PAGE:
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Practical Skills: Archaeogaming - ARC00067I

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  • Department: Archaeology
  • Module co-ordinator: Dr. Guy Schofield
  • Credit value: 20 credits
  • Credit level: I
  • Academic year of delivery: 2024-25
    • See module specification for other years: 2023-24

Module summary

Archaeogaming is both the critical evaluation and creation of games by archaeologists. In this module we will examine and critique a broad range of games, from Dungeons and Dragons, to board games and video games from an archaeological perspective. We will investigate the archaeological evidence of games and gaming in the past. Using this knowledge as a foundation, we will then design, play and evaluate our own games based on archaeological data. In doing so, we will learn to ask new questions of the past, to critique depictions of archaeology in popular media tropes, and to find innovative, playful ways to share archaeological data.

Related modules

A directed option - students must pick a Practical Skills module and have a choice of which to take (one in Semester 2)

Module will run

Occurrence Teaching period
A Semester 2 2024-25

Module aims

The Practical Skills modules seek to introduce you to a range of skills in various diverse areas of archaeological practice and are designed to allow you to gain experience in a 'hands-on' manner.

This specific module aims:

  • To provide students with practical training in using archaeological data to design a game
  • To introduce students to a wide range of depictions of archaeologists and archaeological tropes within gaming
  • To provide students with the ability to contextualize and critically examine the concept of “play” within the context of archaeology

Module learning outcomes

By the end of the module the students should be able to:

  • Demonstrate an understanding of the evidence of play and gaming in the past
  • Critically evaluate depictions of archaeology in popular culture
  • Apply the methods and techniques they have learned to use archaeological data to design a game

Module content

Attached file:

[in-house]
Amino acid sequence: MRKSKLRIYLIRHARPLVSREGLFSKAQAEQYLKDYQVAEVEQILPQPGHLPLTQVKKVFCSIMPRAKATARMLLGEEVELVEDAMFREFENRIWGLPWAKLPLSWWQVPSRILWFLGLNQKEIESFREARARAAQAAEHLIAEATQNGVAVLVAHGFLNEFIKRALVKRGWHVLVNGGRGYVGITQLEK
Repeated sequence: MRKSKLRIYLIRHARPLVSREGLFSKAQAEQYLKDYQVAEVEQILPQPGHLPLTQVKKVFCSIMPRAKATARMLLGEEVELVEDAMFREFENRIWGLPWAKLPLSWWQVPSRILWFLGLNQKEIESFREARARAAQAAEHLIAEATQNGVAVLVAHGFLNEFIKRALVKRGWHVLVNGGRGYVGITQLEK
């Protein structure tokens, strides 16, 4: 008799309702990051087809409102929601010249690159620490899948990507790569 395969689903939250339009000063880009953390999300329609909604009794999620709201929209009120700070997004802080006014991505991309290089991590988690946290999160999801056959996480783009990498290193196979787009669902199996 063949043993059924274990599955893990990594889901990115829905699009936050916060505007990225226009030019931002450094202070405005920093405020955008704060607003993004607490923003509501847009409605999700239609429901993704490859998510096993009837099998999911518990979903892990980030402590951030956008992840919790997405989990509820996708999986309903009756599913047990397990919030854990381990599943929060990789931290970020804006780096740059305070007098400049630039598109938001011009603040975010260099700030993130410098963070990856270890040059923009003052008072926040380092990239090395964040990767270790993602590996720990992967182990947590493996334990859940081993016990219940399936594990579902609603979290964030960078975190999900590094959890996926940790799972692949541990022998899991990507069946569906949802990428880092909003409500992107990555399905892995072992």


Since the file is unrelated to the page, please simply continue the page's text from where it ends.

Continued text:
This module will investigate the intersection between gaming and archaeology by 1) examining games and the archaeological evidence of play in the past, 2) critiquing the use of archaeology and archaeologists as popular tropes in games 3) prototyping and playing games that we design in the module. Through this holistic approach to archaeogaming, we will see how games have been and continue to be used for play and education. Practical skills within this module will be 1) reusing archaeological data for dissemination to new audiences 2) designing play experiences 3) evaluating audience reception to archaeological interpretations 4) using digital technologies to create game experiences. At the end of the module students will have a critical, comprehensive understanding of the potential for the reuse of archaeological data in popular contexts, and an applied understanding of how game design and creation is undertaken.


Task Length % of module mark
N/A 100

Special assessment rules


Additional assessment information

Students will work week by week towards their summative assessment during their activities in class.


Task Length % of module mark
N/A 100

Module feedback

Formative: oral feedback from module leaders in class

Summative: written feedback within the University's turnaround policy

Indicative reading

  • Copplestone, T. J. (2017). Designing and developing a playful past in video games. The Interactive Past: Archaeology, Heritage & Video Games, 85–98.

  • Mol, A. A. A., Ariese-Vandemeulebroucke, C. E., Boom, K. H. J., & Politopoulos, A. (2017). The Interactive Past: Archaeology, Heritage & Video Games. Sidestone Press.

  • Reinhard, A. (2018). Archaeogaming: An introduction to archaeology in and of video games. Berghahn Books.

The information on this page is indicative of the module that is currently on offer. The University is constantly exploring ways to enhance and improve its degree programmes and therefore reserves the right to make variations to the content and method of delivery of modules, and to discontinue modules, if such action is reasonably considered to be necessary by the University. Where appropriate, the University will notify and consult with affected students in advance about any changes that are required in line with the University's policy on the Approval of Modifications to Existing Taught Programmes of Study.